Episode 82 – Doug is in Paris, Chad just woke up, but the show must go on! Even with 5000 miles between us, we manage to cover all the recent race action, bring you some new info on the Nikola NZT, and update you on yet another ORV park for you to enjoy.
By Doug Southworth
If you haven’t heard by now, GNCC has finally come forward and announced that they have removed UTV racing from their 2019 schedule. This news doesn’t exactly come as a surprise; we’ve been forecasting this for several months on our podcast and several other sources predicted the same. Many racers, however, have been holding out hope that it was all a big hoax and that somehow all of the inside sources were wrong. Well, just like the inevitable breakup of a high school romance, knowing something is coming doesn’t take away the sting when it actually happens.
Facebook and Instagram have been littered with posts of race prepped UTVs for sale since the news broke Friday. The nervous hand wringing and volume of questions about the future from befuddled drivers is reminiscent of a liberal arts college graduate experiencing their first job search. If GNCC isn’t around, then what’s a driver to do?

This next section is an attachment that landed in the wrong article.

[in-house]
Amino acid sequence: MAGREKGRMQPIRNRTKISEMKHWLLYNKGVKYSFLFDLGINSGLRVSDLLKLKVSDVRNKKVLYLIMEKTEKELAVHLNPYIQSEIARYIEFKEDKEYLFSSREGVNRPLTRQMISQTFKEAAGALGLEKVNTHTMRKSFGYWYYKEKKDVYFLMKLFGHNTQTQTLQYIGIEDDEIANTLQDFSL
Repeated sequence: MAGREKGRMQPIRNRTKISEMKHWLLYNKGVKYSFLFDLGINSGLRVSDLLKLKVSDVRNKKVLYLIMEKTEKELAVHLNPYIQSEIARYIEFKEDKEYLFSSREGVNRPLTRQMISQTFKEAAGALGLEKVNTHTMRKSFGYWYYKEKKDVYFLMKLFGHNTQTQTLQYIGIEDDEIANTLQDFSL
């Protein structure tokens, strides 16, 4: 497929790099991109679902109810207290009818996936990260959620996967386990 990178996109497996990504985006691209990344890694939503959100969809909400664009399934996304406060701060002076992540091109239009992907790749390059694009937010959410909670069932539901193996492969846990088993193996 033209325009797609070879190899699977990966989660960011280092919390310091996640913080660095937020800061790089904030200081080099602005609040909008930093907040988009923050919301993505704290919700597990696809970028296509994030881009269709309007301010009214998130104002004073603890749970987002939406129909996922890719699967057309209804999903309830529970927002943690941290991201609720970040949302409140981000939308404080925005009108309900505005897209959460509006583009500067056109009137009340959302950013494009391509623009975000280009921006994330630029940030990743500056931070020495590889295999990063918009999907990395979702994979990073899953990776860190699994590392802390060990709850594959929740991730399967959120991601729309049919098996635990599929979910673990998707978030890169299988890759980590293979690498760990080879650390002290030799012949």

Fear not brothers and sisters, there’s plenty of good XC racing to be had! If you aren’t sure where to find it here in Midwest we’ve compiled a list of options for you. Keep in mind there are more series than we’ve listed here, so if you’ve got the itch to race, sharpen up those google skills or start asking your local racing contacts and you’re sure to find something.
This is a young series in its second season, but they are growing rapidly and know how to put on a compelling UTV event. The track layouts are designed exclusively for UTVs, so the woods have a little more elbow room than the typical tight XC track. They also feature generous motocross and open field sections as well. UTV classes race separately, so you don’t have to worry about your Open class turbo machine getting stuck behind light class lap traffic later in the race.
A long standing, well established series with bike, quad, and UTV racing over a full two day weekend. UTVs race Saturday afternoons on well prepped, thoughtfully laid out tracks. UTV turnout is usually very good, with many events rivaling what you’d find at a national event and some stiff driving competition that will definitely challenge your racing skills.